Kelly Bayett is the creative director and co-founder of music and sound company Barking Owl.
5 min read
In 2009, music producer Kelly Bayett was in the midst of a divorce, raising two young kids and overdue for a raise after three years. She was also starting to wonder if she could do a better job leading than the people she was working under.
So she paused to think things through. And, her thinking was that if she got the raise, that would be a sign that she should stay. But if she didn’t, it was time to reconsider what she really wanted out of her career. She made the ask, and her bosses, citing the recession, said sorry, no.
That’s how Bayett left that job and co-founded her Los Angeles-based music and sound company Barking Owl. “I really had nothing to lose. I had no money. I had a divorce. I had two little kids and I just had to figure something out,” she told Entrepreneur. “And so I opened the business in my house. I didn’t have a reel. I had to just go to people and find a way to be involved on jobs without showing any work.
“And it was definitely a hustle. And it was a really interesting time because I had to be so resourceful.”
Related: This Entrepreneur Stars in a Hit Network Series, but Her Favorite Role Is Helping Mothers ‘Have It All’
A packed resume
That resourcefulness, Bayett said, stemmed from her varied career in the industry. She’d done everything from specializing in voice-over acting and singing and radio to scoring feature films and ads, to working for commercial music companies. Along the way, she’d learned from directors and editors about how to create an end product that would really resonate with people.
And that kind of packed résumé meant she wasn’t without work for long. In addition, Bayett was very careful about the kind of work she took on. She wanted to make sure that Barking Owl had a reputation for turning out beautiful, high-quality work. And that strategy worked: About a year in, the company got its biggest client yet, doing the sound design for a Coca-Cola Super Bowl spot.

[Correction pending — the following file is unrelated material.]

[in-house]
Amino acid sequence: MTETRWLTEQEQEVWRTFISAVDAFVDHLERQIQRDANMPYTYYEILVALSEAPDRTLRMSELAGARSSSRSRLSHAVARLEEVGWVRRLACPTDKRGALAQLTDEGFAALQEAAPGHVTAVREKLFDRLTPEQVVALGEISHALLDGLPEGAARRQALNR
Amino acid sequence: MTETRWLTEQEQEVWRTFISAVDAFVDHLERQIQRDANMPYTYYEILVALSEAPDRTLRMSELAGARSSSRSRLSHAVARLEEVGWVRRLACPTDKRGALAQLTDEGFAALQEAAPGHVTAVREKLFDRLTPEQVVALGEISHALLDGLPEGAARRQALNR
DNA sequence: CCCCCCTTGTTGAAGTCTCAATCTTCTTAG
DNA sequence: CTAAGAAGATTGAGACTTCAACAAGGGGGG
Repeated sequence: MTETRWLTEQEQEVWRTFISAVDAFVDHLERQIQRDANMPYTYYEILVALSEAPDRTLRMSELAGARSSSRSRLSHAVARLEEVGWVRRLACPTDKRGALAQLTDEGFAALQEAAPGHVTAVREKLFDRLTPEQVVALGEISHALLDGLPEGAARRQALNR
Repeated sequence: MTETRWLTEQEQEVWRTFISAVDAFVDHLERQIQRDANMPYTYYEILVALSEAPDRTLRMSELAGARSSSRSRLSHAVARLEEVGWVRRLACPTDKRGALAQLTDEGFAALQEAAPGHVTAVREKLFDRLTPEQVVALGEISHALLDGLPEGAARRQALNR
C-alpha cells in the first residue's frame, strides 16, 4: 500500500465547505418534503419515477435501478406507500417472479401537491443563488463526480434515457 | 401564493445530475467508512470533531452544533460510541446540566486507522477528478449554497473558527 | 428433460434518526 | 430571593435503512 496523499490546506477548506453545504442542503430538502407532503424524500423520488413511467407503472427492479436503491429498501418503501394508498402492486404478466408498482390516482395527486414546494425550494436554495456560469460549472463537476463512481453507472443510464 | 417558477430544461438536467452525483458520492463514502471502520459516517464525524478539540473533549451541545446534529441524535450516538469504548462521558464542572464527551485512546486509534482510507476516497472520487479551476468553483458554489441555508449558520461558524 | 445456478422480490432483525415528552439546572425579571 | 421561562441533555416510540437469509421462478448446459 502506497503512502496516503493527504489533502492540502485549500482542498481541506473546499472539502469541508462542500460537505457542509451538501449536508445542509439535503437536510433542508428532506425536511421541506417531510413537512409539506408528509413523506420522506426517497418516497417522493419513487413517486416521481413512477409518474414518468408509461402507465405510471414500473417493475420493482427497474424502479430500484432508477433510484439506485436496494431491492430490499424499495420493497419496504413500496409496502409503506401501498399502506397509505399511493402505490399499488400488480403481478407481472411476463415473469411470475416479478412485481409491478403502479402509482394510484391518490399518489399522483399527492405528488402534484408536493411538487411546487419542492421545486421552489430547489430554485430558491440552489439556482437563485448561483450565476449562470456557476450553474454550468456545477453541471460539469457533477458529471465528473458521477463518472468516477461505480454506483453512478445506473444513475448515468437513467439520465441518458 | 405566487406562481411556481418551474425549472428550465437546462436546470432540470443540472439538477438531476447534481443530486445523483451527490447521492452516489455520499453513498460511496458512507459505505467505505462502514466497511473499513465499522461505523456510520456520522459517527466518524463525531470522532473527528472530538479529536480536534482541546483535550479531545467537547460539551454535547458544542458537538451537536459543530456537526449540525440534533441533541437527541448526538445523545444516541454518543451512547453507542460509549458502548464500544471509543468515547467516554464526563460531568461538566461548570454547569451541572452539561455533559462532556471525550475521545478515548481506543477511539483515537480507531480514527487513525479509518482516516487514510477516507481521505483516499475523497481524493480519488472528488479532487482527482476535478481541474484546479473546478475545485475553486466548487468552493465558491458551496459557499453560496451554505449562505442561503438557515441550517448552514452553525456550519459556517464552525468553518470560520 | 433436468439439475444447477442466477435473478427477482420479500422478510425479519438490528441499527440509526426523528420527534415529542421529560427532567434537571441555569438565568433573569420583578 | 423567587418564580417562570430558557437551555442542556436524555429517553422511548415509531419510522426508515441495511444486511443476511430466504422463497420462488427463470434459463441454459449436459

That was ten years ago. Today, with a decade of business under her belt, Bayett has a roster of sound design and mix clients that includes big names like Adidas, Bumble, Google, the Grammys, Macy’s, Microsoft, Netflix, Nike and Toyota.
Related: This Filmmaker and Entrepreneur Wants to Transform Hollywood
Making space for women
Barking Owl has 16 full-time staffers and 24 freelancers, with 73 percent of the full-time staff made up of women and minorities. Bayett said she is committed to making space for women, especially those just starting their careers in such male-dominated industries as advertising and music.
“In another job, for conference calls, I used to just put an assistant on the phone so people could just hear a guy’s voice and feel comfortable,” Bayett recalled. “Even though he knew nothing, he just had to say ‘hi’ and didn’t even talk anymore after that. I wanted to change that perception. A lot of these sound-mix places are very white, cisgender, male run places.” Of course, Bayett is long past operating out of her house. Her business has expanded to three mix studios, a sound-design room, a foley stage and a music room. And growth has been one of the most exciting aspects of the business, but also the most daunting, Bayett said.
Related: This Introverted Entrepreneur Started a Platform to Help Millions of Women Reach Their Potential
“How do you know when is the right time to open another studio?” Bayett said she asks herself. “What is the right time for me to have another location? It becomes scary in a lot of ways. Growth is a big challenge because you can’t do it wrong.
“If it fails, now you’re over-leveraged. Now you have to sacrifice something, where before it was perfect, and maybe you had to turn down work. I think that’s the challenge we’re facing right now: Is it time to grow, or do we just stay where we are?”
Bayett said that for women entrepreneurs thinking about going out on their own, her advice is to seek out work that helps you creatively thrive. And don’t try to lead like anyone else.
“If you try to compete by not being authentic to yourself, then I feel like success is fleeting. You always have to be true to yourself,” Bayett advised. “You have to keep your side of the street clean always. I just do everything straightforward and with my full heart. I will say that that approach has brought forth the greatest clients and talents and people. I always feel like you don’t have to play the game in what is considered ‘a man’s game.’
“Business can be personal. It doesn’t have to be one or the other; you can really invest in your people.”